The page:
14. Thin-layer chromatography (TLC) was used to insure all ligand was extracted from the organic layer. TLC was performed using Sorbent Technologies Silica Gel XHL normal phase plates and utilizing an eluent system of hexanes/EtOAc (9:1). Rf values are measured using thin layer chromatography (TLC), (obtained from sorbent technology Silica XHL TLC Plates, w/UV254, glass backed, 250 µm, 20 x 20 cm) see Table 1.

Table 1. Rf values of the photocatalyst and ligand
15. The solubility of the catalysts is relatively low in dichloromethane (thus a large volume of solvent was used to dilute the compound), yet the impurities (the chloro-bridging dimer and the excess ligand) are significantly more soluble. Removing an aliquot while the entire mixture is homogenous will insure an accurate NMR analysis.
16. Since the solubility of the catalyst is low in most volatile solvents transferring the material to a smaller container can be laborious and require copious amounts of solvent. It is recommended to scrape the sides of the round bottom meticulously and transfer all the material possible as a solid. Then any remaining solid material can be dissolved with solvent and transferred to the smaller container, thus, minimizing the solvent use.
17. To insure high yields of product, the purification step must be performed with care. The amount of DCM that is added to the hexanes can vary depending on the purity of the sample. Lower amounts of DCM are added for purer samples and larger amounts are used for compounds of lower purity. The ratio for the purification technique is typically 1/120 (DCM/hexanes).
18. Characterization of fac-tris(2-phenylpyridinato) iridium(III):1H NMR pdf(500 MHz, CD2Cl2) (5.32 ppm for CH2Cl2 in CD2Cl2) d: 6.78 (dt, J = 16.1, 7.4 Hz, 6H), 6.90 (dt, J = 18.9, 6.4 Hz, 6H), 7.57 (d, J = 5.3 Hz, 3H), 7.64-7.68 (m, 6H), 7.92 (d, J = 8.2 Hz, 3H). 13C NMR pdf(400 MHz, C6D6 with NMP) d: 119.1, 120.3, 122.2, 124.6, 130.1, 136.5, 137.7, 144.4, 147.3, 161.9, 167.1. IR (film): 3034, 2923, 1599, 1580, 1560, 1470, 1413, 1261, 1159, 752, 732 cm-1.
19. A second reaction on the same scale provided 1.30 g (91%) of the product in >98% purity.
20. The weight percent was determined by quantitative NMR pdf using trimethoxybenzene as the internal standard. The solubility of Irppy3 in most deuterated solvents is low, which makes weighing out the necessarily small amounts of dissolvable compound challenging. It is best to accurately weigh out a larger sample (>100 mg of the standard or compound) and dissolve the compound into protio-dichloromethane using a volumetric flask to give an accurate molar solution. Then appropriate volumes of the standard and compound solutions can be mixed. Next, the protio-solvent removed and the mixture redissolved in the appropriate deuterated solvent. A proton NMR spectrum is thus obtained for the mixture with a minimum relaxation delay of 30 s.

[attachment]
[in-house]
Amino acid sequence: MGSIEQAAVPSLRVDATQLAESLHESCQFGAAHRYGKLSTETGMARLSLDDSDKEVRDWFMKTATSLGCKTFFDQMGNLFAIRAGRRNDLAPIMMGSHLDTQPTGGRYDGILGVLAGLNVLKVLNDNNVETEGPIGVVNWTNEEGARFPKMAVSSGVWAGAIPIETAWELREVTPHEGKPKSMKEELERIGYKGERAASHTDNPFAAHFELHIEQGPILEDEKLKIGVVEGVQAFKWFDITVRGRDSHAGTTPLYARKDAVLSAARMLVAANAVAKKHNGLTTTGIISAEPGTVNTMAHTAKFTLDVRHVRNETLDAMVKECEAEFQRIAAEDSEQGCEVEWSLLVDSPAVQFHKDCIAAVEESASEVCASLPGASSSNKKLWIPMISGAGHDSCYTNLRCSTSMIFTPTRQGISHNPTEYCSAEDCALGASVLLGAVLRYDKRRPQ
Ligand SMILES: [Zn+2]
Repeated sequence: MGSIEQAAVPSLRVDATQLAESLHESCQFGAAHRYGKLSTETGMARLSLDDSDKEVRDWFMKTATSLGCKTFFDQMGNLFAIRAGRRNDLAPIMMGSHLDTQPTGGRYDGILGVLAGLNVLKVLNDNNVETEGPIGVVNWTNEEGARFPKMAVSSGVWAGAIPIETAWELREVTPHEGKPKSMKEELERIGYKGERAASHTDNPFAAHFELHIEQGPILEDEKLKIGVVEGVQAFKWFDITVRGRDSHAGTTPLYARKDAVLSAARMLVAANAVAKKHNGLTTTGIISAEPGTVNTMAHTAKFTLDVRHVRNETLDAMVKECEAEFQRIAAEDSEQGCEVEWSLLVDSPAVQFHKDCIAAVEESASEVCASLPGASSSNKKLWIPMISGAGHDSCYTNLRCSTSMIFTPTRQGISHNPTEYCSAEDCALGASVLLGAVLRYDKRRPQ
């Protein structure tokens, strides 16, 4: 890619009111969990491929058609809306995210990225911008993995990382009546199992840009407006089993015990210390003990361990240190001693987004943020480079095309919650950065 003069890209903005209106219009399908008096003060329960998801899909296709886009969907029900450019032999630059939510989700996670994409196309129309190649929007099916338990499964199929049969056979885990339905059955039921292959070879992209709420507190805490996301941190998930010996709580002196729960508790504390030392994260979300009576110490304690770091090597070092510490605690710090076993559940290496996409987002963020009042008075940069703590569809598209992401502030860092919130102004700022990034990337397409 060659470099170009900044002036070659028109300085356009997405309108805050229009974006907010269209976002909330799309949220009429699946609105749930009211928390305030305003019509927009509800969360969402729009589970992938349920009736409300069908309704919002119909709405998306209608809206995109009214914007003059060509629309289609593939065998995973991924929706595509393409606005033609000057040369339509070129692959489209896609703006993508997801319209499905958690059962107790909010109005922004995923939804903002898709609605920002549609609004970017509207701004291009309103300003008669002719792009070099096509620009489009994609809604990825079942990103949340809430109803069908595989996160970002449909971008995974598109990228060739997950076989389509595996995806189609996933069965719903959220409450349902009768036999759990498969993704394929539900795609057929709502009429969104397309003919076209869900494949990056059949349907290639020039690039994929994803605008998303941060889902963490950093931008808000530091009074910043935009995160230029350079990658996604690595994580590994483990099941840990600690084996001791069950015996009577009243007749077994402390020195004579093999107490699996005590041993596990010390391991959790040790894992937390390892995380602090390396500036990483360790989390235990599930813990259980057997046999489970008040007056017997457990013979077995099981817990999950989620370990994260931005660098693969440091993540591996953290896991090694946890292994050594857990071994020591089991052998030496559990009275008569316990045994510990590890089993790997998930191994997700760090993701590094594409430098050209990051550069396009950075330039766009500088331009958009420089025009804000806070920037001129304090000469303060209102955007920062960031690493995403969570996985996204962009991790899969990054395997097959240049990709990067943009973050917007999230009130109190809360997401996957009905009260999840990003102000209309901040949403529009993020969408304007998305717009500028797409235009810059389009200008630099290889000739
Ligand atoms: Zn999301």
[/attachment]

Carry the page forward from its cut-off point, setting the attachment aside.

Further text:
21. If using more expensive ligands it may be economical to recover the valuable ligand. Below is an example of the 2-phenylpyridine ligand recovery, which was not confirmed by the checkers: The previously retained acidic aqueous layers from a 4.46 mmol reaction are added to a 4 L Erlenmeyer flask with a 60 mm PTFE octagon stir bar. The solution is stirred and slowly brought to pH 10 by adding 119 g of NaOH pellets in 10 portions (Note 22). The solution is added to a 6 L separatory funnel and the ligand is extracted from the salty water with DCM (6 x 1.2 L). The combined organic extracts are added to a 20 L metal canister and are dried with 20 g of MgSO4. After filtering the drying reagent through a 5 cm funnel with a cotton plug into another 20 L canister the solvent is removed in batches by utilizing a continuous rotary evaporation setup (35 °C, 130 mm Hg, 100 rpm) (Figure 4) to afford 5.90 g (96.4%) (based on excess 9 equiv) of 2-phenylpyridine is recovered in 97.7-98.5% purity as determined by quantitative 1H NMR using 1,3,5-trimethoxybenzene as the internal standard.